There's a wonderful thing about working in games: you get to work with so many talented people. It is my genuine pleasure to announce the voice cast of Gravity Ghost. :)
Ashly Burch is a multitalented actress with a real gift for comedy. She first appeared as the co-star of "Hey Ash Whatcha Playin," an original web show she developed with her brother Anthony. She's also well-known for acting in Borderlands 2 as both Tiny Tina and The Bane (which is a talking gun, by the way).
Some things you might not know: she voices Sasha Braus ("Potato Girl") in the English dub of Attack on Titan. She's got an upcoming role in the Bee and Puppycat web series. She also played herself in a very special Saints Row 4 DLC pack. But did you know she was also a contracted writer on Team Fortress 2? Like I said, mad comedy chops.
I considered her the perfect fit for Gravity Ghost's 12-year-old protagonist, Iona. It's a difficult role - Iona is a kid with a lot of pressures in her life, but not necessarily the tools to communicate. I think Ash is perfect as this angsty but compassionate youngster. You can listen for yourselves here:
Logan Cunningham is no stranger to indie games. He's perhaps best known as the voice of Rucks, the narrator from indie smash-hit Bastion. The lone actor in the game, he singlehandedly told the story of "The Kid" and the land of Caelondia, as well as the finer points of inventory management and weapon upgrades.
All told, the developers estimate that he recorded more than 3000 lines, and none of them repeat. The result was so popular that the "Narrator from Bastion" is invading other games, appearing as an Announcer Pack DLC for DotA 2. He even narrated a wedding. Logan is reprising his role as the narrator in Transistor, the new game from Bastion developer Supergiant Games.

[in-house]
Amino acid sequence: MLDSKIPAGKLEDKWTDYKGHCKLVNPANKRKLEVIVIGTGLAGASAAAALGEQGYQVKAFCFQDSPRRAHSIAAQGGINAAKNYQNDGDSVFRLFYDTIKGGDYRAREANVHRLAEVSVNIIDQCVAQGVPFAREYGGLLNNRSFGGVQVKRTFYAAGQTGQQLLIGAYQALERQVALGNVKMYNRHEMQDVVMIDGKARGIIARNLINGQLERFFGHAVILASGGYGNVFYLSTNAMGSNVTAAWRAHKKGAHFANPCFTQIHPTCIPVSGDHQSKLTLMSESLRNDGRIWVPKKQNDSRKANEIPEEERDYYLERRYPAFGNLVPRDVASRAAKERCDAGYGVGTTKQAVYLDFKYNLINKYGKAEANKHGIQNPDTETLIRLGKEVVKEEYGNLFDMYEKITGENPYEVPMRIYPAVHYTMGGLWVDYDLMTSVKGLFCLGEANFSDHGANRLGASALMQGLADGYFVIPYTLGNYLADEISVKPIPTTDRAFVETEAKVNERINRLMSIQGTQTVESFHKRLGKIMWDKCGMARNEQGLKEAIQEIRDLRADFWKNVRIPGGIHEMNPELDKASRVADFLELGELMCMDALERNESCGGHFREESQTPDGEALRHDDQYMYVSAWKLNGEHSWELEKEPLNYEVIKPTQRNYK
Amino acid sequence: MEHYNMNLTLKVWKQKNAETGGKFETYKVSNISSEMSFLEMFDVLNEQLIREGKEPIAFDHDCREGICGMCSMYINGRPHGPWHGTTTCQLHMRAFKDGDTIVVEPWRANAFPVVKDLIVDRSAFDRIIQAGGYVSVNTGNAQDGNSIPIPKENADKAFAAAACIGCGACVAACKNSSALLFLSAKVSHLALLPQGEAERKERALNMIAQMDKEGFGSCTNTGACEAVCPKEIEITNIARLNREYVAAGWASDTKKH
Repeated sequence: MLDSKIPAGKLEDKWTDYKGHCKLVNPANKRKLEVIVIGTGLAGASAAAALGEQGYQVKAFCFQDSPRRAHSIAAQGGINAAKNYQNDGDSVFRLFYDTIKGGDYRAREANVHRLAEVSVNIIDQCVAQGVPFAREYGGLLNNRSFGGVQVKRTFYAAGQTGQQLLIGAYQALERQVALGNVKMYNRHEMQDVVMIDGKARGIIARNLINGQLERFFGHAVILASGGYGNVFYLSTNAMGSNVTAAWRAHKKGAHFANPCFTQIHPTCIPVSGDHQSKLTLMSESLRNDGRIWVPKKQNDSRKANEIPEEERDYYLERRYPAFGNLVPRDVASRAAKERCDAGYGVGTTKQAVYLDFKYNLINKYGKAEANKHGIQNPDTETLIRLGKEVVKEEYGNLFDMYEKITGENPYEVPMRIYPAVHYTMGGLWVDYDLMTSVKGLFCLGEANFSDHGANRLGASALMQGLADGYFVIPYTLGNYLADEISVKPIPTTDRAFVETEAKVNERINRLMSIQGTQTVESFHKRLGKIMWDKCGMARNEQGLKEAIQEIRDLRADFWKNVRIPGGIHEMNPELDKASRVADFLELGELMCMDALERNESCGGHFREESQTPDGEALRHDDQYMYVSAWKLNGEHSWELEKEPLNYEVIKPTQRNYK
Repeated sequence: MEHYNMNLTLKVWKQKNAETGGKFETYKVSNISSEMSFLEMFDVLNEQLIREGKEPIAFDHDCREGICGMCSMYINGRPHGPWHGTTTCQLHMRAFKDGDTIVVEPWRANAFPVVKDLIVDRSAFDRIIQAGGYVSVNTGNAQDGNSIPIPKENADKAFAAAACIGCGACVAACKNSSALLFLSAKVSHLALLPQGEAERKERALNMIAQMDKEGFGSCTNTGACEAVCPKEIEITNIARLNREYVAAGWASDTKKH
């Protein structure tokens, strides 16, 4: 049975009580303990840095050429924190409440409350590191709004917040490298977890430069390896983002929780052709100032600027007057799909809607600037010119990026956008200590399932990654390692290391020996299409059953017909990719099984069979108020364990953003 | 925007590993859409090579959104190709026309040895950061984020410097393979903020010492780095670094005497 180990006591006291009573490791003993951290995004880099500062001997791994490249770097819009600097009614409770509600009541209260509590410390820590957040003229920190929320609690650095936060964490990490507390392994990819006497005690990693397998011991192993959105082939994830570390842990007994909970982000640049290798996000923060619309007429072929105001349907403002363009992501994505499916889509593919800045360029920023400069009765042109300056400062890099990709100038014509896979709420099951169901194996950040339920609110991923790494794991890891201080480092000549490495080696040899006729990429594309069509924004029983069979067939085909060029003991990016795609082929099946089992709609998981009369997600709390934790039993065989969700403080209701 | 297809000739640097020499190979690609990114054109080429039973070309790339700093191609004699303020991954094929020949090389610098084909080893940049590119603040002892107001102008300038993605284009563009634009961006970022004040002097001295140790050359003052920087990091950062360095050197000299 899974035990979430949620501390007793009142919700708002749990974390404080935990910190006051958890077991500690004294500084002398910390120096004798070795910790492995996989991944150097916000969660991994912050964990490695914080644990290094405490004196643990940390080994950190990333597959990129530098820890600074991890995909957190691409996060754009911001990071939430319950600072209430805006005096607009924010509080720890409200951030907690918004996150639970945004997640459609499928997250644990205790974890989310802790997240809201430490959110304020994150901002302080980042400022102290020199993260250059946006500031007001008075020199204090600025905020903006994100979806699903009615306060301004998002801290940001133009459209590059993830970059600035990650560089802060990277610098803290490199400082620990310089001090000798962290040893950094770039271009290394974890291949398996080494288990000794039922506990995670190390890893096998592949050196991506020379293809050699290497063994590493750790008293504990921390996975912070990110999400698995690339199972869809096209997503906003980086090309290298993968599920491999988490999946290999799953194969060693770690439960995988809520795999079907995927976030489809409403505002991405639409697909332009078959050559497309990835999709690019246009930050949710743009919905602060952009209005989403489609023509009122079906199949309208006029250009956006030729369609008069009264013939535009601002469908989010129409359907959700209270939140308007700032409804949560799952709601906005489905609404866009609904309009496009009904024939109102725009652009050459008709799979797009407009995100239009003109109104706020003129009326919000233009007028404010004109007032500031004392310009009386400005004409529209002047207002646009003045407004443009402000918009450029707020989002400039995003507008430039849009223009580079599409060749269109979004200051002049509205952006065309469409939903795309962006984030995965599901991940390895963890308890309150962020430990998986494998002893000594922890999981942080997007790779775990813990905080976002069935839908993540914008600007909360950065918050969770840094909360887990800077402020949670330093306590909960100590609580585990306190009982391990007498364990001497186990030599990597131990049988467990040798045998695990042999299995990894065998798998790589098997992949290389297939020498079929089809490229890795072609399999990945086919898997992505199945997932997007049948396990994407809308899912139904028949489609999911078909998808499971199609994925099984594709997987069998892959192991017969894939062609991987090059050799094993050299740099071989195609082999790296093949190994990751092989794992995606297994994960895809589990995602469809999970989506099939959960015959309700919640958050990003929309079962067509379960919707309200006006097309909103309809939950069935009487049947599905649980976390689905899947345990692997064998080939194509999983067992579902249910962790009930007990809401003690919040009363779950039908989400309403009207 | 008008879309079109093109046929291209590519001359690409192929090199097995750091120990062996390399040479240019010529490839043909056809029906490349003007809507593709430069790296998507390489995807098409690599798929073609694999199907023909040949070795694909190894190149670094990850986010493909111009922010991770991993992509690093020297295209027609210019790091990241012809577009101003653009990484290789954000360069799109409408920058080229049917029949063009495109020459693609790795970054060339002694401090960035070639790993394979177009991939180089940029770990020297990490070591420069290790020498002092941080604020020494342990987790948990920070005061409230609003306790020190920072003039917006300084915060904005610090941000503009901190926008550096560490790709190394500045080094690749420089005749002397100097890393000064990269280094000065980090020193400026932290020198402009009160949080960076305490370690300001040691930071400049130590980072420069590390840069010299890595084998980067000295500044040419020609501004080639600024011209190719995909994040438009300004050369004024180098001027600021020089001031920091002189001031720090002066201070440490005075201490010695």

I approached Logan about playing Arthur, a reclusive fisherman who hopes to win the affection of Iona's older sister, Hickory. Unfortunately for Arthur, he's at the scene of a terrible disaster, upsetting the lives of everyone in the story. I thought Logan would be perfect as this character who is tormented, but who harbors a soft side as well. Here's a sneak peek:
Actress Sarah Elmaleh has lent her voice to a number of indie touchstones. She played the protagonist, Katie Greenbriar, in Gone Home. She played Dr. Anna Castellanos in indie adventure game Resonance. She's acted in Johann Sebastian Joust, Galax-Z: The Dimensional, Redshirt, and Skulls of the Shogun. She's also lending her voice to the Silurian Brain parasite in upcoming indie brain-puzzler Scale (full disclosure: the Scale developer and I are getting married :). It's a real gift to the indies that Sarah is willing to work with small studios with shoestring budgets and big dreams.
For Gravity Ghost, she even rented out her home recording studio so that Logan and Vince could record while I coached them. Thanks Sarah!
Her role in Gravity Ghost is a key one: I needed a supporting actress who could play a stern and motherly foil to Iona's teenage rebellion. Her character, Hickory, has almost as much of a story arc as Iona herself. It's difficult to capture that tone of "you're in trouble but I still love you", but I think Sarah nails it. :)
Below, we have two very talented actors who are making their debut in video games:
Vince Trani has been acting on stage and in radio plays for decades. He played Doc in Disney's "Snow White: An Enchanting Musical" (that's him on the far right). He currently performs for the Project Rushmore Theatre Company. In addition, he works as a composer, musical director, and actor for Gotham Radio Theatre.
Vince was a highly-recommended colleague of Sarah Elmaleh. He voices Sal, a lovable poacher who sets up shop near Iona's home. I just love his take on the character, take a listen:
Karin Liungman is a singer and actress with a recording career that spans back more than 40 years. She's released folk albums both in Swedish and English, for children and adults. She's also a composer and an avid guitar player, performing with her blues combo to this day.
Karin plays Eddy, a grandmotherly character who is quite superstitious. I very much wanted to find an actress who sounded like a grandmother. I lucked out, because Karin is a great-grandmother! (It works both as a pun and a statement of fact).